A comprehensive peace would have called for an end to Israeli occupation-all the occupation, withdrawing Israeli troops from all of the West Bank and Gaza, returning Israel's borders to those of June 4, 1967. It would have called for an independent Palestinian state in the entire West Bank and Gaza Strip, with the Palestinian capital in East Jerusalem and the entire city of Jerusalem open between the two countries. It would have announced the closure of all settlements as Israeli military enclaves, with settlers given the option of moving back to Israel with compensation, or remaining in their settlement towns as ordinary citizens of the new Palestinian state. It would have acknowledged the Palestinian right of return and opened negotiations on how to implement that right. It would have created security guarantees for both the Israeli and Palestinian peoples, perhaps including international assistance in monitoring borders. As called for in the Saudi/Arab League peace proposal, normalization of relations between Israel and all the Arab countries would follow the end of Israel's occupation.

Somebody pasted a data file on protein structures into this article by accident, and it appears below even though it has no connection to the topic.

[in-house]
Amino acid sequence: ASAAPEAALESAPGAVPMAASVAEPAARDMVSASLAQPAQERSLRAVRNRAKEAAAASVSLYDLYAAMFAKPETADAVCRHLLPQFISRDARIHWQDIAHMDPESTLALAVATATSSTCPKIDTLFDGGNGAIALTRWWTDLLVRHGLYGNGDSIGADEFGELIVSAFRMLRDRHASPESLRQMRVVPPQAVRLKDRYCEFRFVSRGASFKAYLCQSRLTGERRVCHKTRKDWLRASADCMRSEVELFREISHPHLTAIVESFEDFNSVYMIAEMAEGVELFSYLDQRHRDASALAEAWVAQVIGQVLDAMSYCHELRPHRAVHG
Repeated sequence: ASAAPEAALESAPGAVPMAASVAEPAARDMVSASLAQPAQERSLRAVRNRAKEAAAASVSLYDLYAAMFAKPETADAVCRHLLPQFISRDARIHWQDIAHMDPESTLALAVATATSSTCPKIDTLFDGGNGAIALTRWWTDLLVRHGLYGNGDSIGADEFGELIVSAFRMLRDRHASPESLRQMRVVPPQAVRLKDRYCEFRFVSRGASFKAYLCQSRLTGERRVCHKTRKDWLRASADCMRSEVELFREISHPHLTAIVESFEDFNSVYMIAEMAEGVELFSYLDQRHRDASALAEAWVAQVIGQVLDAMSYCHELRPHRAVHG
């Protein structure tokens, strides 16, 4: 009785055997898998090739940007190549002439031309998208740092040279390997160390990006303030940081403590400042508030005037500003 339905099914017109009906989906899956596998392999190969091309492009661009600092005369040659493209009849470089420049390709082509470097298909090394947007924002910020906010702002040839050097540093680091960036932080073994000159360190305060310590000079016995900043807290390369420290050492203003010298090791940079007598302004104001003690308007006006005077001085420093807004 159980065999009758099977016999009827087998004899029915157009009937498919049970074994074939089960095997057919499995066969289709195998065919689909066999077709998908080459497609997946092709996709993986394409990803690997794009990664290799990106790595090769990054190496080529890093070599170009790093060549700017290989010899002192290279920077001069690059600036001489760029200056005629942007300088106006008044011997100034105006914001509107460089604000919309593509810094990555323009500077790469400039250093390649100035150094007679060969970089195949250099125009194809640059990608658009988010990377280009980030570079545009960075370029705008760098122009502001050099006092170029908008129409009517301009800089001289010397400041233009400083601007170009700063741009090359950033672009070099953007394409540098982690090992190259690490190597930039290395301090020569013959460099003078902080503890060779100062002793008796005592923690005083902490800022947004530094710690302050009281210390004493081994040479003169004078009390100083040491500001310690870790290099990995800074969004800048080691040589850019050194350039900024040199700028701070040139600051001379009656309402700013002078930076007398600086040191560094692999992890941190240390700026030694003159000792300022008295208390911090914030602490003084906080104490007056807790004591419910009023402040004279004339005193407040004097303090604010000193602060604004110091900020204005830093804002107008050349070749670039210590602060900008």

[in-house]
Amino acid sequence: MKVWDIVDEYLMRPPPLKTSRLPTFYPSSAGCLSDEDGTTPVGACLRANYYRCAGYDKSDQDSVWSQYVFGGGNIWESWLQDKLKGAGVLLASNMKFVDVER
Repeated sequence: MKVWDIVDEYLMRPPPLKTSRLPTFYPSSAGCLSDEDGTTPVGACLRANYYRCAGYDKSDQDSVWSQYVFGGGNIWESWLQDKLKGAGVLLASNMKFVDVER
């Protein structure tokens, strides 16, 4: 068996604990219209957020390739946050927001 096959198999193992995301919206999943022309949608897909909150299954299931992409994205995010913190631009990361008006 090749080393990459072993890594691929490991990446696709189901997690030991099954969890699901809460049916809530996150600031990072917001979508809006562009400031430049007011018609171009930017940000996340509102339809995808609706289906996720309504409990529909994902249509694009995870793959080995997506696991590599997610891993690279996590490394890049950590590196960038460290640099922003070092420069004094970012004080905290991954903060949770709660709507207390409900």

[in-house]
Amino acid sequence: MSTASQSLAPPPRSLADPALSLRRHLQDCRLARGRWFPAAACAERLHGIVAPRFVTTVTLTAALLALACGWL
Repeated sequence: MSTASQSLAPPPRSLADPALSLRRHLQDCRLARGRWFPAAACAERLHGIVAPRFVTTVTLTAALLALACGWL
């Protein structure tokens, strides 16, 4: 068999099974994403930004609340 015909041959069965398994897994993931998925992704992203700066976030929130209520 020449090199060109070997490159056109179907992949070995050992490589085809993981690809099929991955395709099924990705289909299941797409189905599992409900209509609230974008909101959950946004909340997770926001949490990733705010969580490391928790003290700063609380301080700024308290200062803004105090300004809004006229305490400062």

Then, the hard work of rebuilding a shattered economy and shattered society in Palestine, and rebuilding shattered lives in both Palestine and Israel, could begin.